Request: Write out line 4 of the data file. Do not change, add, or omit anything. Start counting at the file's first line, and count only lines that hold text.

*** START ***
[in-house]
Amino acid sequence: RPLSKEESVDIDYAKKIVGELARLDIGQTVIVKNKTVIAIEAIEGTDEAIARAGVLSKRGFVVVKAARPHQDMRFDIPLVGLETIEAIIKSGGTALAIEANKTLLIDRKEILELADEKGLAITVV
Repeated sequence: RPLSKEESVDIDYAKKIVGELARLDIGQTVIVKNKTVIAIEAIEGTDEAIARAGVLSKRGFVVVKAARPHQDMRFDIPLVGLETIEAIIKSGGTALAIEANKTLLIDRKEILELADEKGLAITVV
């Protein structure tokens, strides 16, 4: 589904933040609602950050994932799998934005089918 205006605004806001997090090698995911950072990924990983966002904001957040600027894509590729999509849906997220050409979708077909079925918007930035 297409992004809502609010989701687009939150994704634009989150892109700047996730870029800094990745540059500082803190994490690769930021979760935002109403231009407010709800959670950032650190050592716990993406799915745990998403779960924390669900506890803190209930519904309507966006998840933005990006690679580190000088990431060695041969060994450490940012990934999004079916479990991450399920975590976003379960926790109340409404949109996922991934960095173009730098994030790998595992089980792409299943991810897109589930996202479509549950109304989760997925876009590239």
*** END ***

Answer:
């Protein structure tokens, strides 16, 4: 589904933040609602950050994932799998934005089918 205006605004806001997090090698995911950072990924990983966002904001957040600027894509590729999509849906997220050409979708077909079925918007930035 297409992004809502609010989701687009939150994704634009989150892109700047996730870029800094990745540059500082803190994490690769930021979760935002109403231009407010709800959670950032650190050592716990993406799915745990998403779960924390669900506890803190209930519904309507966006998840933005990006690679580190000088990431060695041969060994450490940012990934999004079916479990991450399920975590976003379960926790109340409404949109996922991934960095173009730098994030790998595992089980792409299943991810897109589930996202479509549950109304989760997925876009590239």